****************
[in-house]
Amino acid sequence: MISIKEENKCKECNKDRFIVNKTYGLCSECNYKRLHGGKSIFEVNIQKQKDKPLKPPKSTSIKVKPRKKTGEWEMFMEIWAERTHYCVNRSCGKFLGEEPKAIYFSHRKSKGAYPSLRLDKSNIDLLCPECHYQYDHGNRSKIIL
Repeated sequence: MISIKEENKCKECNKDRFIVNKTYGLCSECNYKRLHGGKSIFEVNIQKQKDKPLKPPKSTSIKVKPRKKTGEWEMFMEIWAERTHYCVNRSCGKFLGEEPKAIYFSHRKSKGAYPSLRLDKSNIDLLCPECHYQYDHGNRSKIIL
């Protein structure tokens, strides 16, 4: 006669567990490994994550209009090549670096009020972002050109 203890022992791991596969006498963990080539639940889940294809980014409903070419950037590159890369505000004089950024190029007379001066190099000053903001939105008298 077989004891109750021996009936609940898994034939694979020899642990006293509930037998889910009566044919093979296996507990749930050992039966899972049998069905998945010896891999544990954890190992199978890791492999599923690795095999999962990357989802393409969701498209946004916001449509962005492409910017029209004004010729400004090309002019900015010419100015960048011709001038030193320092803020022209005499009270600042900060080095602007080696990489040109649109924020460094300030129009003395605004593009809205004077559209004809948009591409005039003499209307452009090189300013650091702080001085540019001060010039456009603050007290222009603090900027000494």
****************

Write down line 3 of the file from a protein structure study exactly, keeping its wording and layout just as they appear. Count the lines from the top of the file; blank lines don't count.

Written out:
Repeated sequence: MISIKEENKCKECNKDRFIVNKTYGLCSECNYKRLHGGKSIFEVNIQKQKDKPLKPPKSTSIKVKPRKKTGEWEMFMEIWAERTHYCVNRSCGKFLGEEPKAIYFSHRKSKGAYPSLRLDKSNIDLLCPECHYQYDHGNRSKIIL